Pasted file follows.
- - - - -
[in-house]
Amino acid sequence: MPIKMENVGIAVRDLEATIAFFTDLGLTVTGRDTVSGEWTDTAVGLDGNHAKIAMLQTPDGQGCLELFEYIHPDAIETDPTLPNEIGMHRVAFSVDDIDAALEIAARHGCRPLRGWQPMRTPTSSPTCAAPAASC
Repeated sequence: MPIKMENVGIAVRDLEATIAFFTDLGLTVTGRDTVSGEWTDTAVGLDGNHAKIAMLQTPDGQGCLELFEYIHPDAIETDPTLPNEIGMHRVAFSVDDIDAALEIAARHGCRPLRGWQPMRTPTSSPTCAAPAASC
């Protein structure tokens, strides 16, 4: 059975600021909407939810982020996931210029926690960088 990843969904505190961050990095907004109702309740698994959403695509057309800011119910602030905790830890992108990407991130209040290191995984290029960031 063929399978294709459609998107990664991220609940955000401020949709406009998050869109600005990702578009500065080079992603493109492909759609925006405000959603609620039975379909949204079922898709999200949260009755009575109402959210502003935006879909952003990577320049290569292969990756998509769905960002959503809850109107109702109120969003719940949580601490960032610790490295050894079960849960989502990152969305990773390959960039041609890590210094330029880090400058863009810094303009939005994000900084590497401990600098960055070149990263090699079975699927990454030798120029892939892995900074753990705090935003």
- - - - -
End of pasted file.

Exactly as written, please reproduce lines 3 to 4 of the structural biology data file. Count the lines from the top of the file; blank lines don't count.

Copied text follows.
Repeated sequence: MPIKMENVGIAVRDLEATIAFFTDLGLTVTGRDTVSGEWTDTAVGLDGNHAKIAMLQTPDGQGCLELFEYIHPDAIETDPTLPNEIGMHRVAFSVDDIDAALEIAARHGCRPLRGWQPMRTPTSSPTCAAPAASC
């Protein structure tokens, strides 16, 4: 059975600021909407939810982020996931210029926690960088 990843969904505190961050990095907004109702309740698994959403695509057309800011119910602030905790830890992108990407991130209040290191995984290029960031 063929399978294709459609998107990664991220609940955000401020949709406009998050869109600005990702578009500065080079992603493109492909759609925006405000959603609620039975379909949204079922898709999200949260009755009575109402959210502003935006879909952003990577320049290569292969990756998509769905960002959503809850109107109702109120969003719940949580601490960032610790490295050894079960849960989502990152969305990773390959960039041609890590210094330029880090400058863009810094303009939005994000900084590497401990600098960055070149990263090699079975699927990454030798120029892939892995900074753990705090935003």